Low-carb, less-fat din­ners: de­li­cious meals that are kind to the waist­line yet please the palate

These de­li­cious week­night din­ners are all car­bo­hy­drate- and fat-re­stricted – so they’re healthy, nu­tri­tious and a great way to con­trol your weight.

Australian Women’s Weekly NZ - - CONTENTS - PHOTOGRAPHY ● JAMES MOF­FATT AND LOUSIE LIS­TER STYLING ● OLIVIA BLACKMORE AND ANNETTE FORREST

Ase­vere re­stric­tion on carb in­take is not ad­vo­cated by most health pro­fes­sion­als, but the re­duc­tion of en­ergy-dense, nu­tri­tion-poor carbs is. These recipes re­duce car­bo­hy­drate in­take with a fo­cus on us­ing the best-qual­ity foods, rather than cut­ting out carbs al­to­gether – and this means stay­ing away from highly pro­cessed grains, such as rice and pasta, and foods high in sat­u­rated fats and added su­gars – which adds up to a health­ier way of eat­ing.

What are carbs?

Carbs, or car­bo­hy­drates, are macronu­tri­ents the body needs to func­tion prop­erly; the main macronu­tri­ents the body needs are car­bo­hy­drates, pro­tein and fats. Im­por­tant sources of car­bo­hy­drates are grains, veg­eta­bles and fruits (plant foods). As well as pro­vid­ing en­ergy in the form of glu­cose (needed to fuel the body’s or­gans, tis­sues, brain and mus­cles), car­bo­hy­drates also as­sist in the ab­sorp­tion of cal­cium, nec­es­sary for good bone health, and help to de­liver good in­testi­nal bac­te­ria.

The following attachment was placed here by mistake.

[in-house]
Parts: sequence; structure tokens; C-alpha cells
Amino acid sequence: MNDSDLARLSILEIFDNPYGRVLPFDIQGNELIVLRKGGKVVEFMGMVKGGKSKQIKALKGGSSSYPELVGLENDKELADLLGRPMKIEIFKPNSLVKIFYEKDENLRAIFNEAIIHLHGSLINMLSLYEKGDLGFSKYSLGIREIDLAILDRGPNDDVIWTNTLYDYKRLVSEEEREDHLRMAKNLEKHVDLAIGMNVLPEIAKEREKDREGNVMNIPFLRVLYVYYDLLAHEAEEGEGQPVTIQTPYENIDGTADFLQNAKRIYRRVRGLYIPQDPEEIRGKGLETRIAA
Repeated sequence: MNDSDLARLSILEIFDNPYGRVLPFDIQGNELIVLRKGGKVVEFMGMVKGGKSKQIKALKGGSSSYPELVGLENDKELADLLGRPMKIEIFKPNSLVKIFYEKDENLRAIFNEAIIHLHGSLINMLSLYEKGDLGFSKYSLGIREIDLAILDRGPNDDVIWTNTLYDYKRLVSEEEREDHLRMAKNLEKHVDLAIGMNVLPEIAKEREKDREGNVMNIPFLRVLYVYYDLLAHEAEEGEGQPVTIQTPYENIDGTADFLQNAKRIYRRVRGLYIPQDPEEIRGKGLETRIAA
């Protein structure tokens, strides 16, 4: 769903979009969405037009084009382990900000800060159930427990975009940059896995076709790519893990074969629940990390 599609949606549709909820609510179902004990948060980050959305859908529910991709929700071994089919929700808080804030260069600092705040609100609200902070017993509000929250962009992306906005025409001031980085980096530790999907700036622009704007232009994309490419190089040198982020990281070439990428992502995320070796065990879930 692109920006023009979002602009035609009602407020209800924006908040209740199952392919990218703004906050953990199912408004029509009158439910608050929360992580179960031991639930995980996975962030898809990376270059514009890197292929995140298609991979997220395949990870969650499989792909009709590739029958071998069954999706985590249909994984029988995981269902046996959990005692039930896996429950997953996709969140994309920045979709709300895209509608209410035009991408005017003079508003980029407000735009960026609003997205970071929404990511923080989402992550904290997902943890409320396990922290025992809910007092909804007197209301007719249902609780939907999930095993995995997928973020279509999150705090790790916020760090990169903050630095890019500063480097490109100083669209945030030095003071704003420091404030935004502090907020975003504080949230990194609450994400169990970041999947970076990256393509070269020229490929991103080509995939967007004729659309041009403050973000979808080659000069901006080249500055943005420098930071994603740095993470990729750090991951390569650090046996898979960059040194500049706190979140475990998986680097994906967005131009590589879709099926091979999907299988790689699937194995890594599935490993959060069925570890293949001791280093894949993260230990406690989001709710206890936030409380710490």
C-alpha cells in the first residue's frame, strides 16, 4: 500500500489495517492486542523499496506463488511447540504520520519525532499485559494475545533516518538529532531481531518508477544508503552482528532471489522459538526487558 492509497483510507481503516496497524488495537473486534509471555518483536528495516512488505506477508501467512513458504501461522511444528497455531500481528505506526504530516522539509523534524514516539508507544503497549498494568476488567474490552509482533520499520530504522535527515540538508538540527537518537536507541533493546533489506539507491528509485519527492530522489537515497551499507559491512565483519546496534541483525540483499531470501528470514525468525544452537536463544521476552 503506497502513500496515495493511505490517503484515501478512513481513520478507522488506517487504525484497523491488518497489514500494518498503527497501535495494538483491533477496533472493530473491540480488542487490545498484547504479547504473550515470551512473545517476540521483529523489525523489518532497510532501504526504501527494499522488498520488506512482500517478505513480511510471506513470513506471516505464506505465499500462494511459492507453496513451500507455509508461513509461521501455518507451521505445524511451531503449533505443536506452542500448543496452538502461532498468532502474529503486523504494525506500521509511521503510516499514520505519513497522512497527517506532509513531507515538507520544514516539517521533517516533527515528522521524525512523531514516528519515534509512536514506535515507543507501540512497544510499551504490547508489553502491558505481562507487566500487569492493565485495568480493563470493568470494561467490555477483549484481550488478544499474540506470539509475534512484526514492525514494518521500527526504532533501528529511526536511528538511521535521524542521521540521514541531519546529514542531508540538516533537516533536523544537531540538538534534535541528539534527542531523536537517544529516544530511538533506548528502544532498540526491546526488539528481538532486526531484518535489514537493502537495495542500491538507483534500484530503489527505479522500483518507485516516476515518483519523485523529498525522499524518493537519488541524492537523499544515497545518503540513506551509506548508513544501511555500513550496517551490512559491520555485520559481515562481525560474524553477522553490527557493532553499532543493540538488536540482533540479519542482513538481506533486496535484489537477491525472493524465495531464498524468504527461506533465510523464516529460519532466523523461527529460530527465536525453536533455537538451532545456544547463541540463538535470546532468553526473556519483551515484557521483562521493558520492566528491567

Some car­bo­hy­drates break down quickly into glu­cose (sim­ple su­gars such as sweets, fizzy drinks, pro­cessed foods and some fruit), while oth­ers take longer (com­plex carbs, such as grains and most veges).

Why go low carb?

By low­er­ing the amount of car­bo­hy­drates avail­able to your body, it is forced to burn more fat. Car­bo­hy­drates break down into glu­cose, which fuels your body. If no glu­cose is avail­able, your body starts to burn your fat stores. One ma­jor ben­e­fit of a low-carb diet is that it cuts out highly pro­cessed foods – those carbs with lit­tle or no nu­tri­tional value. Switch­ing to more nu­tri­tious, whole­some foods helps keep blood glu­cose lev­els un­der con­trol and re­duces the amount of in­sulin your body needs to pro­duce.>>

These recipes are from The Aus­tralian Women’s Weekly Low Carb Less Fat cook­book, RRP $16.95.

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